2014 Brazilian Presidential Hopefuls - Hopeless?

By 16:54 , , , , , , , ,

As mentioned, elections in Brazil are this Sunday. Last night, I was chatting with my grandma on a video call, and she asked me who I was going to vote for for president.

So this is how the conversation went:

Vovó: "So, who do you think you're going to vote for?"

Me: "I don't know Grandma, I'm probably going to vote null, if I vote for anyone, it's going to be Luciana Genro."

Vovó: "But that woman has no religion!"

Me: "I'd rather someone with no religion than that pastor or Marina who makes political decisions based on what her religious leaders tell her."

Vovó: "Oh no, that pastor's the worst!"

And we continued the lively banter, and she mentioned she's not even voting, because she's too old, but she's trying to follow the debates anyway, and how disheartened she's always been because there has never been a candidate who really resonates with her.

In 2010, I kind of felt the same, thinking there was no one I really loved. But I felt the need to vote for someone and not be a blank voter, so I voted for Marina Silva, who's also running this year.  She ended up not making it to the second round of elections, so I voted null then.

This year, I'm still disheartened and will most likely vote null. But I mentioned Luciana Genro to my grandmother because I suppose she speaks more for me on more issues than any of the other candidates, and that's what voting is all about, right? She's very progressive, and has clear percentages of how much of the country's GDP she's going to invest in health and education (about 20%), revoking positions from corrupt politicians, pro alternative energy,  gay marriage and women's right to decide on abortion. However, in Brazilian politics, since we've had so many letdowns, it's hard to trust something that seems too good to be true. I've often joked that I would get into politics, but I don't think I'd survive (quite literally), because I'd want to be honest. It's nothing something I'd like to joke about, but unfortunately I'm not the only one who thinks this way.



For now, for those who are less informed than my vovó, here's a list of the top contenders for President of the Federative Republic of Brazil, in preferential order, according to the polls so far (please note this is grotesquely a generalization of each candidate, for space and attention issues, but it's a start if you'd like to learn more about them).

Dilma Rousseff - PT: Dilma is the candidate for the Partido dos Trabalhadores, which is known for having a strong favoritism towards unions, ending inequality, and although started as a most leftist party, has developed into a left of center party. The incumbent, has failed on many ends of her administration such as putting us into public debt, little to no advancement in education, discontinuation of infrastructural projects, corruption scandals, and a bad choice of ministers, amongst others. Despite all this, she is still the favorite. Mostly because some people are too lazy for change. Also because she has kept public programs for the underprivileged alive, which has helped many rise out of poverty, the overall success of the World Cup (because the population sees a direct influence of the presidency on this), and the favoritism towards "Lula's Party," is still strong.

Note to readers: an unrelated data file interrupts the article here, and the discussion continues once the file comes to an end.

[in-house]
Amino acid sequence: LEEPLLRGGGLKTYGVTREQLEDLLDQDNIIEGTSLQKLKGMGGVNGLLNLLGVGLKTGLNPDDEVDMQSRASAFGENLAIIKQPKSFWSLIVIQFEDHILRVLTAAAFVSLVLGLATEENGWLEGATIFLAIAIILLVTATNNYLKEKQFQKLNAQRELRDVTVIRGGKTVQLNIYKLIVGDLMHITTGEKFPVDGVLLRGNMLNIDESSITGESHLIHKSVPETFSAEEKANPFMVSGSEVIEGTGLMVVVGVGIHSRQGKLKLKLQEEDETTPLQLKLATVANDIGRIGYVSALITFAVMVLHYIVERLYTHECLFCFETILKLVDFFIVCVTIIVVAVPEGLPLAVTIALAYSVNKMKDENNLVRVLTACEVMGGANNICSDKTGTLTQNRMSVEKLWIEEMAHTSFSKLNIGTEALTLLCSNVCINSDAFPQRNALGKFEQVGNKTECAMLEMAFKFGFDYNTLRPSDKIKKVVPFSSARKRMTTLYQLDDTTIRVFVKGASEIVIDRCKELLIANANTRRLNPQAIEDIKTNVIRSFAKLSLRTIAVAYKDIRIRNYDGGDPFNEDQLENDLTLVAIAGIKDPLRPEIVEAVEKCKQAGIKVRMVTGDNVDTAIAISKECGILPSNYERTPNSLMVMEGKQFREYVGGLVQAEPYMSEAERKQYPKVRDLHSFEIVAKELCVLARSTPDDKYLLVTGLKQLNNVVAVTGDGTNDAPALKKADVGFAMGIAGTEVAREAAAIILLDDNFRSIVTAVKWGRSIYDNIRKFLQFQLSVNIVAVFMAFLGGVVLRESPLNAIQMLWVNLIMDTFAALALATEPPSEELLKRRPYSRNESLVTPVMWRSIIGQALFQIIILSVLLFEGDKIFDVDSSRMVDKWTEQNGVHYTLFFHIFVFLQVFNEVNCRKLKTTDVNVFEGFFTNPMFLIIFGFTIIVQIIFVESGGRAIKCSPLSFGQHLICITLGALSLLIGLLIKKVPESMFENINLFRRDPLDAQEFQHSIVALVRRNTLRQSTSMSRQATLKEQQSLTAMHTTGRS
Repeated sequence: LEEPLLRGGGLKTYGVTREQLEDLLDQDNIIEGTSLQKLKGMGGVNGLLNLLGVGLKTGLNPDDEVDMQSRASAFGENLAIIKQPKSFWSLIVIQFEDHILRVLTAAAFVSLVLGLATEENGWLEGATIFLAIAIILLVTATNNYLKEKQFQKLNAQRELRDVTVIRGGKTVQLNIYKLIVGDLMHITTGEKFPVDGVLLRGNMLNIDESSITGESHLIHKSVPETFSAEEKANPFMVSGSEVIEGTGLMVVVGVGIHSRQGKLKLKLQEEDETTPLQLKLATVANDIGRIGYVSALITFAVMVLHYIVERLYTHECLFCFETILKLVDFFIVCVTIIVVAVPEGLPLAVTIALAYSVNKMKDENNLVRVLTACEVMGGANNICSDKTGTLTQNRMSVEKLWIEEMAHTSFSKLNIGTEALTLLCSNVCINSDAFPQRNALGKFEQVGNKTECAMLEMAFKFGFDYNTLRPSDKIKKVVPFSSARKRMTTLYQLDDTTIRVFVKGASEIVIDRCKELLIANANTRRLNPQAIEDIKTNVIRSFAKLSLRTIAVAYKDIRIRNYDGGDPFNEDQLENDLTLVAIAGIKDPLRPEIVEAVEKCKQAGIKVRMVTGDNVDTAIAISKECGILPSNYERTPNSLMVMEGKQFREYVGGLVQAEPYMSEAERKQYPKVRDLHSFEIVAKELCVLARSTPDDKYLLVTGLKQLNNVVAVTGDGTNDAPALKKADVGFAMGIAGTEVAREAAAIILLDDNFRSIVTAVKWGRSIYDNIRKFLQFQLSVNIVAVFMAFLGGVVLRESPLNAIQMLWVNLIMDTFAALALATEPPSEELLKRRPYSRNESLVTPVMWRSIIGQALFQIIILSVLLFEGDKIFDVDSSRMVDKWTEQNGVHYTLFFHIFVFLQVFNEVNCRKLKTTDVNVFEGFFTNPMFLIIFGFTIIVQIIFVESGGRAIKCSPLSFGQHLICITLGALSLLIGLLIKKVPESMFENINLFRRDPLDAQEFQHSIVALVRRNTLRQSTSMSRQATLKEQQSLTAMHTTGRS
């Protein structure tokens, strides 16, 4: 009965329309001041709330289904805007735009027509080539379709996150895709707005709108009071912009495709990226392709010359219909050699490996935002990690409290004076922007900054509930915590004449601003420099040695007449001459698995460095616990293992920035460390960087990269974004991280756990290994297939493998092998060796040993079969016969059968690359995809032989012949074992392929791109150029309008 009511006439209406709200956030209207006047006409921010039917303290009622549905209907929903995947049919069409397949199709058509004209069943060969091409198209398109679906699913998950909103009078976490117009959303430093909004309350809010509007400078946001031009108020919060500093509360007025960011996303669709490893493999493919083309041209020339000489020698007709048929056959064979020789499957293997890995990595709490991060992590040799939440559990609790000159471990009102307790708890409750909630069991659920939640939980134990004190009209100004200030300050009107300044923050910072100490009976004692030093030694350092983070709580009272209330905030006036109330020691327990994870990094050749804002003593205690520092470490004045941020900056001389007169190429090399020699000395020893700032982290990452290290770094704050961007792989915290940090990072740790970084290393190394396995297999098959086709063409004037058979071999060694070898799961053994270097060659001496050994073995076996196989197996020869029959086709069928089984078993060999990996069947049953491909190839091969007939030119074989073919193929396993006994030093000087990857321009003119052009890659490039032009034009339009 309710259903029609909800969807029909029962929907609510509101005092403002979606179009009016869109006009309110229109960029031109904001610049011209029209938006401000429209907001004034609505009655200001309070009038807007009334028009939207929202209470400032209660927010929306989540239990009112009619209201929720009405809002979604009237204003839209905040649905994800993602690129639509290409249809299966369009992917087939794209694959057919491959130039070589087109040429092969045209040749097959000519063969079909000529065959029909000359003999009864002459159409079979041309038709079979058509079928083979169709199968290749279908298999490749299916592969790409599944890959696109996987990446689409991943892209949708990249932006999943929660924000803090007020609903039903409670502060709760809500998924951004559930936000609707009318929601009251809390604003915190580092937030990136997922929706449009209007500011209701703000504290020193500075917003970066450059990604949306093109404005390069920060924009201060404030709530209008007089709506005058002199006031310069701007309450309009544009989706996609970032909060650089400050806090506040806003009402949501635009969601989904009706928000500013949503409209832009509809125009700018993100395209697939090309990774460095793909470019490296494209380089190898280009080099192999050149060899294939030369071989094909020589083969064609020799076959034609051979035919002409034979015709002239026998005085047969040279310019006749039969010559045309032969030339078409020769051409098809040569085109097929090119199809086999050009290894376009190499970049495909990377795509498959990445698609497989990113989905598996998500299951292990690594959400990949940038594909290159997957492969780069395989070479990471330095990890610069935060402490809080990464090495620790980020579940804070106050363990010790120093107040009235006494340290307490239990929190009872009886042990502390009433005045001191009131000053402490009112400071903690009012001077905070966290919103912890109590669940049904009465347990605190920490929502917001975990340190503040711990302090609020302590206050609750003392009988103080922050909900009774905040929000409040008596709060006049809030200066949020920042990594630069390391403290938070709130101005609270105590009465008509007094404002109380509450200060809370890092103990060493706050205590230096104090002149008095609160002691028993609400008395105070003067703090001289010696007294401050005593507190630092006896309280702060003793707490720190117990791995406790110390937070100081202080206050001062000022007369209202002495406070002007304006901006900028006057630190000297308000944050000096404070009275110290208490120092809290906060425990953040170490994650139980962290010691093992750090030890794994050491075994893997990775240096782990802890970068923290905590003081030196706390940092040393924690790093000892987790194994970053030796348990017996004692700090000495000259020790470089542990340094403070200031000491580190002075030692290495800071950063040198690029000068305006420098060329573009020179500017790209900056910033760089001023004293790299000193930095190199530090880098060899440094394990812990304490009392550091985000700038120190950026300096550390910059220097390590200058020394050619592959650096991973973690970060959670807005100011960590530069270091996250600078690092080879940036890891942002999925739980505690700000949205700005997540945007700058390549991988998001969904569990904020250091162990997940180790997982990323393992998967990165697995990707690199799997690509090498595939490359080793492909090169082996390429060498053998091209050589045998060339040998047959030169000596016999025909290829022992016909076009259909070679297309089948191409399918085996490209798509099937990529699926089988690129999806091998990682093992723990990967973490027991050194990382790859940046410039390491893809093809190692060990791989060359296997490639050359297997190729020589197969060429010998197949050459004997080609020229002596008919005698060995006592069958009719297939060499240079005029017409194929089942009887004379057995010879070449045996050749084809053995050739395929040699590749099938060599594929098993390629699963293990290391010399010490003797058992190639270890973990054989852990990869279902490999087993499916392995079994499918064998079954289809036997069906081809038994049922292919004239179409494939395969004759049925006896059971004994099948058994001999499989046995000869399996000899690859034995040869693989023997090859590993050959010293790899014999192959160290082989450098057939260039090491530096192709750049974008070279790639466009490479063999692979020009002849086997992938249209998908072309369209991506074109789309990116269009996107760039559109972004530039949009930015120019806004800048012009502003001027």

Aecio Neves - PSDB: Candidate for the Partido da Social Democracia Brasileira. This is the second largest party in the country, whose candidates are known for being wealthy and highly educated. They're a clear favorite of wealthier Brazilians and those who benefitted from the FHC years (president for 2 terms in the 90's, of PSDB right). They're a right of center party although they advertise themselves to being more leftist. Aecio Neves is the current governor of Minas Gerais, and is often criticized for spending most of his time in his Rio de Janeiro apartment in Ipanema and not in Minas Gerais, and has been involved in corruption, drug and domestic abuse scandals. However, his plans to improve social inclusion, public safety and healthcare have been a big draw in his campaign.


Marina Silva - PSB: Quite possibly the most controversial candidate in this election, Marina was meant to be vice presidential candidate to Eduardo Campos, who died in a plane accident a few months back. She took on the bid and since then, has skyrocketed in polls, yet she's quite controversial. She has been on quite a few different parties, making people weary that when the going gets tough, she just backs down. She's also come down a bit with her clear homophobia, strong Evangelical values which have favoured her with some, but not with others. However, she's also a different voice than that of PT + PSDB, and many people are really just looking for change. She promises change, but will she go through with it?

Other candidates who are in the main debates are Luciana Genro (PSOL), Eduardo Jorge (hysterical candidate for PV), Levy Fidelix (PRTB, very controversial right now for making homophobic comments in the last debate), and Pastor Everaldo (PSC, the social christian party).

Photos courtesy of G1.

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